Recently I’ve been building an IoT Project that leverages Azure Cognitive Services. A couple of the services I needed to use were for converting Text to Speech and Speech to Text. The guides were pretty good from Microsoft, but not obvious for use with native PowerShell. I’ve got it all working, so am documenting it for myself for the future but also to help anyone else trying to work it out.
Accessing the Cognitive Services Text to Speech API
Azure Cognitive Services Text to Speech is a great service that provides the ability as the name suggests, convert text to speech.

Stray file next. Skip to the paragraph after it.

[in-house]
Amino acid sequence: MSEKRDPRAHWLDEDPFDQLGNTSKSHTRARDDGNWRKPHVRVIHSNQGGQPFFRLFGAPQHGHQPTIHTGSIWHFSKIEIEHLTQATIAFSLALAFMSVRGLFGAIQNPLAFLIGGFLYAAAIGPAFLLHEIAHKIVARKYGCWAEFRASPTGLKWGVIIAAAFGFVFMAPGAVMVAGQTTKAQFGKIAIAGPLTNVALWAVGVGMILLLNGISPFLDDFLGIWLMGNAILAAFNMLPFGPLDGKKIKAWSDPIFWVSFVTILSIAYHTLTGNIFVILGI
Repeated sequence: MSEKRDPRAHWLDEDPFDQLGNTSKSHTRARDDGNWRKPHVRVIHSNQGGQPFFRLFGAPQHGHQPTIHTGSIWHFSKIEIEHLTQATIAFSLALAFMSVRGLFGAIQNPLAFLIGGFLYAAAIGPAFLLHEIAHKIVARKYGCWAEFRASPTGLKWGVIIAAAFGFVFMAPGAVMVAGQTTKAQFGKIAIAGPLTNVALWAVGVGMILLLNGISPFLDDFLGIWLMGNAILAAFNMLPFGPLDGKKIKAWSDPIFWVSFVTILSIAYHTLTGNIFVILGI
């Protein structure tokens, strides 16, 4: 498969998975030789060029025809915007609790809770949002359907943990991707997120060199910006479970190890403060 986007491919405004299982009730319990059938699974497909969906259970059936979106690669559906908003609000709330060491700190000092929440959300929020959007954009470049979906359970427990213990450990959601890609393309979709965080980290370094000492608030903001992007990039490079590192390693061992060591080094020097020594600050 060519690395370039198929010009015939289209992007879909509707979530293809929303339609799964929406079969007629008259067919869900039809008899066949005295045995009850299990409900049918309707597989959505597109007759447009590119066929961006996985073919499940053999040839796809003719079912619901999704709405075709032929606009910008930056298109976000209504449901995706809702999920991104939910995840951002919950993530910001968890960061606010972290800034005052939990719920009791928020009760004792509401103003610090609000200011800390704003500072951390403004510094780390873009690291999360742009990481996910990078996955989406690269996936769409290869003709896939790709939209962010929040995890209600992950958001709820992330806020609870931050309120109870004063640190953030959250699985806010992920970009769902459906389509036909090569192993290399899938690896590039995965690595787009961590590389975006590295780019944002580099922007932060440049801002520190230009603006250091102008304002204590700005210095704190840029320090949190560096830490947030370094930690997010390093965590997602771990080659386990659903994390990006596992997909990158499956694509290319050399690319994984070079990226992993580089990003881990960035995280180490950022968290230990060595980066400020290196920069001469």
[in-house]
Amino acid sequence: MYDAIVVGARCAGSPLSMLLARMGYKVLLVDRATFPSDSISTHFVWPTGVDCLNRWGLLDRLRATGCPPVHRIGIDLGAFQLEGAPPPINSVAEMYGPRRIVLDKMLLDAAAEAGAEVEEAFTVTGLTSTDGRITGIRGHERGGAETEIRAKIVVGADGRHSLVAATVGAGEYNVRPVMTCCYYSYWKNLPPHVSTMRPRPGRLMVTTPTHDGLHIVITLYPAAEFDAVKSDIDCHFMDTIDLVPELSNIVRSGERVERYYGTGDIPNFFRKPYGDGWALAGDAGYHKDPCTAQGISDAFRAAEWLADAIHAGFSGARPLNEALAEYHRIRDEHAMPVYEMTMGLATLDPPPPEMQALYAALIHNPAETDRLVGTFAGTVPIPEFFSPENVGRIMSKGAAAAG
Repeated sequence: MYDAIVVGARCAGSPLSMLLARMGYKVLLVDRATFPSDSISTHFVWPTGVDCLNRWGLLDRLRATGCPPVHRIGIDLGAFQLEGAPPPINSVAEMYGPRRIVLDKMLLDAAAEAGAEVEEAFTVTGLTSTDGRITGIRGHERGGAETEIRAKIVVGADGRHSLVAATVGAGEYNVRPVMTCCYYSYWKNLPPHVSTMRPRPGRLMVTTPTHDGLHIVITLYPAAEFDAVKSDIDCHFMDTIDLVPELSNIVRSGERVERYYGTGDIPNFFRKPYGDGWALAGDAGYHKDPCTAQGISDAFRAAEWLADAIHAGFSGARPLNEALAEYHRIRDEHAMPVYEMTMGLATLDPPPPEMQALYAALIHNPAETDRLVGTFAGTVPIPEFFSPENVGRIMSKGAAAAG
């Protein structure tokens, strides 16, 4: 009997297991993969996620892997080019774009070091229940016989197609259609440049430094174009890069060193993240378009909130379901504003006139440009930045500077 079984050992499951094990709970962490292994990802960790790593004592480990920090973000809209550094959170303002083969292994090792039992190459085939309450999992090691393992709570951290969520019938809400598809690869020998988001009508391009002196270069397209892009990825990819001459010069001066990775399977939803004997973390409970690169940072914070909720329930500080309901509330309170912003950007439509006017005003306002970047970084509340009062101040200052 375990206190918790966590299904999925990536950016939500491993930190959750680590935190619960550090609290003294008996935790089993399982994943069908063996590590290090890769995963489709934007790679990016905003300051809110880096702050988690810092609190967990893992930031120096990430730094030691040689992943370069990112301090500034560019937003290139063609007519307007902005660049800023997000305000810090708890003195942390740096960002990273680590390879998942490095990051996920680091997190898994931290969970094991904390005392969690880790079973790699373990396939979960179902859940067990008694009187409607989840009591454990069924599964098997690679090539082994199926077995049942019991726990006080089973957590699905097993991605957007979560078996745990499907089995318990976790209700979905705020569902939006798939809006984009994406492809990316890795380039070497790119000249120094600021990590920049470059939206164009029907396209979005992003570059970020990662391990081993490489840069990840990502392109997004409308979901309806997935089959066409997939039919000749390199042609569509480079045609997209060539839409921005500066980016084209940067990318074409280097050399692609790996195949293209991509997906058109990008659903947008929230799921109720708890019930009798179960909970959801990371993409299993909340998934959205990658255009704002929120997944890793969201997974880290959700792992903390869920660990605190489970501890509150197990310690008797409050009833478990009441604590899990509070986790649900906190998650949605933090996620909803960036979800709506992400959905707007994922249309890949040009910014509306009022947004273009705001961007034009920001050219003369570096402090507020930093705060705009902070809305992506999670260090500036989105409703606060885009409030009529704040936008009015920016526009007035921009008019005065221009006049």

First you’ll need to get an API key. Head to the Cognitive Services Getting Started page and select Try Text to Speech and Get API Key. It will give you a trial key and 5000 transactions limited to 20 per minute. If you want to use it longer, provision a Speech to Text service using the Azure Portal.
I’m using a female voice in English for my output format. All the available output languages and genders are available here.
There are also 8 audio output formats. The two I’ve used most are raw 16khz pcm for .wav format and 16khz mp3 for MP3 output as highlighted below. The script further below is configured for MP3.
The script below is pretty self-explanatory. Update Line 5 for your API Key, and Lines 11 and 13 if you want the output audio file to go to a different directory or filename. The text to be converted is in line 59.
Step through it using VSCode or PowerShell ISE.
Using Azure Cognitive Services you can quickly convert text to audio. Enjoy.